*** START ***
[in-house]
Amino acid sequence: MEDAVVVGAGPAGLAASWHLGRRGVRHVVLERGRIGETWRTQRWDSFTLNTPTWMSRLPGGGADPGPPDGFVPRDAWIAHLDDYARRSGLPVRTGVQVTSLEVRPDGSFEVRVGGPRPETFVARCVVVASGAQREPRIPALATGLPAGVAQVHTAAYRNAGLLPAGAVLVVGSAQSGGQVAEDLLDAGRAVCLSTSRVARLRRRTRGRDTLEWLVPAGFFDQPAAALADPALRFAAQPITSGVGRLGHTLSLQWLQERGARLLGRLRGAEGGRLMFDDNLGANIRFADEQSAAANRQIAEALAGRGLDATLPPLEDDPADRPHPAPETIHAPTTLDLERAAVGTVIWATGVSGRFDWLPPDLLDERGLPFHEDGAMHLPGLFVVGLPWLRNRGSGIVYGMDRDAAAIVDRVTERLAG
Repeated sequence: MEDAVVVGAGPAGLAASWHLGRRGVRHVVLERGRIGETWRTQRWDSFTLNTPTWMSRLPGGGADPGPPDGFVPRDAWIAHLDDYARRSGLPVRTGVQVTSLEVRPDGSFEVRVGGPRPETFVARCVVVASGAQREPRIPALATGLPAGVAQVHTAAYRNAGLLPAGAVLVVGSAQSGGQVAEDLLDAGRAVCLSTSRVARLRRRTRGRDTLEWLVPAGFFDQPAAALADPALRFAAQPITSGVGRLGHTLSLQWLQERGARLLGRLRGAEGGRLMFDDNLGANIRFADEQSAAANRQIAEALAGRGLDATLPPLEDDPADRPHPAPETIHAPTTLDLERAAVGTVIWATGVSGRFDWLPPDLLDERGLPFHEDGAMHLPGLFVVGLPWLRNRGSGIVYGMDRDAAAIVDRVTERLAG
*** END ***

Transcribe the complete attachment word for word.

[in-house]
Amino acid sequence: MEDAVVVGAGPAGLAASWHLGRRGVRHVVLERGRIGETWRTQRWDSFTLNTPTWMSRLPGGGADPGPPDGFVPRDAWIAHLDDYARRSGLPVRTGVQVTSLEVRPDGSFEVRVGGPRPETFVARCVVVASGAQREPRIPALATGLPAGVAQVHTAAYRNAGLLPAGAVLVVGSAQSGGQVAEDLLDAGRAVCLSTSRVARLRRRTRGRDTLEWLVPAGFFDQPAAALADPALRFAAQPITSGVGRLGHTLSLQWLQERGARLLGRLRGAEGGRLMFDDNLGANIRFADEQSAAANRQIAEALAGRGLDATLPPLEDDPADRPHPAPETIHAPTTLDLERAAVGTVIWATGVSGRFDWLPPDLLDERGLPFHEDGAMHLPGLFVVGLPWLRNRGSGIVYGMDRDAAAIVDRVTERLAG
Repeated sequence: MEDAVVVGAGPAGLAASWHLGRRGVRHVVLERGRIGETWRTQRWDSFTLNTPTWMSRLPGGGADPGPPDGFVPRDAWIAHLDDYARRSGLPVRTGVQVTSLEVRPDGSFEVRVGGPRPETFVARCVVVASGAQREPRIPALATGLPAGVAQVHTAAYRNAGLLPAGAVLVVGSAQSGGQVAEDLLDAGRAVCLSTSRVARLRRRTRGRDTLEWLVPAGFFDQPAAALADPALRFAAQPITSGVGRLGHTLSLQWLQERGARLLGRLRGAEGGRLMFDDNLGANIRFADEQSAAANRQIAEALAGRGLDATLPPLEDDPADRPHPAPETIHAPTTLDLERAAVGTVIWATGVSGRFDWLPPDLLDERGLPFHEDGAMHLPGLFVVGLPWLRNRGSGIVYGMDRDAAAIVDRVTERLAG